This weekend sees the awesome spectacle of motor racing that is Formula One descend on Hungary at the Hungaroring, situated some 20 kilometres outside the capital, Budapest. The 1986 Hungarian Grand Prix was in fact the first Formula One race to take place behind the Iron Curtain and ever since, has been a regular fixture in the racing calendar. Yet outside of the Grand Prix, Budapest’s bountiful beauty and endless charm is reason enough to attract visitors in their droves to this most attractive of cities, regardless of the time of year.
The recipient of many an illustrious title – Paris of the East for one, Pearl of the Danube is another – and unquestionably one of Europe’s most attractive cities, Budapest’s beauty resonates not only from its stunning mix of Baroque, Neoclassical and Art Nouveau architecture, but its enviable position straddling both sides of the mighty Danube River.
To the west, you’ll find the hills of Buda rising up from the banks of the Danube. Formerly Hungary’s administrative centre under the Habsburg Empire, Buda’s Castle Hill district, deservedly recognised as a UNESCO World Heritage Site, plays host to some of the most beautiful Baroque palaces in the city. Take the funicular up from Chain Bridge (the first bridge to permanently connect Buda to Pest) and wander the intimate cobbled streets, soaking up the glorious architectural gems as you go. Be sure to visit Matthias Church, built over 700 years ago and scene of many a Hungarian King’s coronation. Other musts are the 13th-century Royal Palace, towering majestically over the Danube and home to the Hungarian National Gallery, and Fisherman’s Bastion, from where you’ll enjoy sweeping city and river panoramas.
To the east of the Danube lies Buda’s newer neighbour, Pest where your first port of call must surely be Heroes’ Square with its central Millennium Monument, built to commemorate the1000-year history of the Magyars tribes. To the north of the square sits the Museum of Fine Arts whilst on its southern edge, you’ll find the Kunsthalle, exhibition site for more contemporary offerings.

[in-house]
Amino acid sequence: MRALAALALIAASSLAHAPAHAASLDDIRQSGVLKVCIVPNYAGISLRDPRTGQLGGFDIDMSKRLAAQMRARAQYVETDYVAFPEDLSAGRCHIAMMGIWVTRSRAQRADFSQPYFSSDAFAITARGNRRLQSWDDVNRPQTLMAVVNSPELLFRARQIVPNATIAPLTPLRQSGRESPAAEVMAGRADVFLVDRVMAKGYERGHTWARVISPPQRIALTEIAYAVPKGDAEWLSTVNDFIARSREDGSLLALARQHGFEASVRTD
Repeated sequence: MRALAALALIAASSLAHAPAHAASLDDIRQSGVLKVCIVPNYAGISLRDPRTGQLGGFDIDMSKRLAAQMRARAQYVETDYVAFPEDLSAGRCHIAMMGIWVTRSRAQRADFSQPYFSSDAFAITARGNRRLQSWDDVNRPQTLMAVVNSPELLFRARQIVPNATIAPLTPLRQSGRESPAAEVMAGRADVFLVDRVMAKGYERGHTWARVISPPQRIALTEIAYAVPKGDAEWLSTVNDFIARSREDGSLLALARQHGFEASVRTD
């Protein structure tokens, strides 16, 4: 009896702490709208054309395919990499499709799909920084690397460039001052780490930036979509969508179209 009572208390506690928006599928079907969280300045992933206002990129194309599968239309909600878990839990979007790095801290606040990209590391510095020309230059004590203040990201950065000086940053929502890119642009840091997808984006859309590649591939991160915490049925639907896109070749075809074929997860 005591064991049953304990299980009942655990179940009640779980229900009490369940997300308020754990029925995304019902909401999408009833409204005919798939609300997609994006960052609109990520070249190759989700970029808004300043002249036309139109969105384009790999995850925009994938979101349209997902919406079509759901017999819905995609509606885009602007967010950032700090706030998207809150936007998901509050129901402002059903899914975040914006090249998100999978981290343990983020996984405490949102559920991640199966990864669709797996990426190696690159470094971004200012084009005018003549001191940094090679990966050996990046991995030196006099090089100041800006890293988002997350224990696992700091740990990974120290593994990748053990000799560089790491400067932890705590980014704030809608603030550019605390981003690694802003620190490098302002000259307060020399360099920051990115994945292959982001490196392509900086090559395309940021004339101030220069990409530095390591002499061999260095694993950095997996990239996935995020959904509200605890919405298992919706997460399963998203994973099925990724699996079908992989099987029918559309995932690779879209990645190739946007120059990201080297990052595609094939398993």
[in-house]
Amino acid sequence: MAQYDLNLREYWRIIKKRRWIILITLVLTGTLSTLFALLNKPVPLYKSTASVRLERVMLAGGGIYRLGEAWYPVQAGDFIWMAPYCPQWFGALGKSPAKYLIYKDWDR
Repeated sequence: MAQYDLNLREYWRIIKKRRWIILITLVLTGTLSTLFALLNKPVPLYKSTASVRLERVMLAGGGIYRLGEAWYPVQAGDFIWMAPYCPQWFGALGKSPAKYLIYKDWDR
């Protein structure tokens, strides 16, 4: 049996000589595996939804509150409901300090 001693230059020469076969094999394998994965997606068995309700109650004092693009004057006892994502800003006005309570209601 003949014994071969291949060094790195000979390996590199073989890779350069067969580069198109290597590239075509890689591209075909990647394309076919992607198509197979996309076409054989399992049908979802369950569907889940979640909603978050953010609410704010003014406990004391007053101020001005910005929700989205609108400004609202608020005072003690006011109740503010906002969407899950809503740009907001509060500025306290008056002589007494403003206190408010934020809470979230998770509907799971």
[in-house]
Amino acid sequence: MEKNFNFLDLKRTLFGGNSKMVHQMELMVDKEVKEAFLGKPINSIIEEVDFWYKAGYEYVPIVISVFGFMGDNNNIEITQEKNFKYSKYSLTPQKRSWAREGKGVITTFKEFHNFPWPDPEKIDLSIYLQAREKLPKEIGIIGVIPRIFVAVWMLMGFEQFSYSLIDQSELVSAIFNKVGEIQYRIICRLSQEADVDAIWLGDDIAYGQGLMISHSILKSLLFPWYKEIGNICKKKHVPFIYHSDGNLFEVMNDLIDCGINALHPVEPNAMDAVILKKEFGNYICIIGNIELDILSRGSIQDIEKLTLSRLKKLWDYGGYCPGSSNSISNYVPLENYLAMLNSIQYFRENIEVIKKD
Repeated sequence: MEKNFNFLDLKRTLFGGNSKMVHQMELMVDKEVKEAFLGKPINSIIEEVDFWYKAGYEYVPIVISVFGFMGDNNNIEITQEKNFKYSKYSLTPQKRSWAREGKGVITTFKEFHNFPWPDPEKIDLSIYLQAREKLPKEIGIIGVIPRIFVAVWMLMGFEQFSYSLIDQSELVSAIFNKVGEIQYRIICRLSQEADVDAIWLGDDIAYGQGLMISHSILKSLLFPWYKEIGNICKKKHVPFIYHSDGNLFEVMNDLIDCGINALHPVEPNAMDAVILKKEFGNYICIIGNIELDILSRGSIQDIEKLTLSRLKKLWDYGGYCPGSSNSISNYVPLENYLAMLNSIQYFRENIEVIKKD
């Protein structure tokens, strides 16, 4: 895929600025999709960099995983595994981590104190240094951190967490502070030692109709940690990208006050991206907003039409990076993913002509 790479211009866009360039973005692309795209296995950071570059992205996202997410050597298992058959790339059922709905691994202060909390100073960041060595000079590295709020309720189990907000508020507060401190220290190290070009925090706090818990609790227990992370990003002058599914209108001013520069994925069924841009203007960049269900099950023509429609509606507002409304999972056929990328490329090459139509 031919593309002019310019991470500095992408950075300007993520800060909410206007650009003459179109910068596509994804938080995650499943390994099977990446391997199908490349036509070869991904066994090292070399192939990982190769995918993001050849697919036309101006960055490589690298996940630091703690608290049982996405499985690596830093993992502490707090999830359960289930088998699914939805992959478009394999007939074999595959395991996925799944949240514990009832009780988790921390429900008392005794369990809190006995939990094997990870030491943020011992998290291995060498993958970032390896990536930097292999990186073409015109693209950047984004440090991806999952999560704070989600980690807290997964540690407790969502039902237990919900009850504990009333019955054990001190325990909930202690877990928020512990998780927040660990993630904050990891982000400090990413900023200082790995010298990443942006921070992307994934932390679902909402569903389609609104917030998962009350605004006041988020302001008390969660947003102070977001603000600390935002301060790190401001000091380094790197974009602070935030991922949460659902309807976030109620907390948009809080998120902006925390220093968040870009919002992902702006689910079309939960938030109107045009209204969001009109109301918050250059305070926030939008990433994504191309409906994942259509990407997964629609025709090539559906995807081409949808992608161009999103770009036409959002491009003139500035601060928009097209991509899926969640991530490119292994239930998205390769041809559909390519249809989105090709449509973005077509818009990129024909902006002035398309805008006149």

Another World Heritage Site and reminiscent of the Champs Elysées, Andrássy Avenue connects the city with its delightful City Park and is lined with stately buildings housing chic designer boutiques and a wealth of enticing restaurants. Just off Andrássy Avenue, you’ll encounter the rather grand Opera House and Academy of Music founded by the famous Hungarian composer, Liszt, in 1875. On Dohány Street meanwhile, you’ll find the Great Synagogue, the largest in Europe built in the 19th century in Neo-Moorish style and today home to the impressive Jewish Museum.
We could continue ad infinitum but we’ll just tell you about a few more sites, you simply shouldn’t miss. First and foremost, the Neo-Gothic Parliament building, the third largest parliament building in the world where you’ll find the Hungarian Crown Jewels displayed. The Central Market Hall is another essential, as it gives you a real flavour of all for which Hungary is famous, both in an edible capacity and from a souvenir perspective. For additional authentic Budapest flavour, be sure to include Vörösmarty Square in your itinerary, in addition to Váci Street, perhaps Budapest’s most famous shopping and eating thoroughfare and finally, St Stephen’s Basilica, Budapest’s largest church.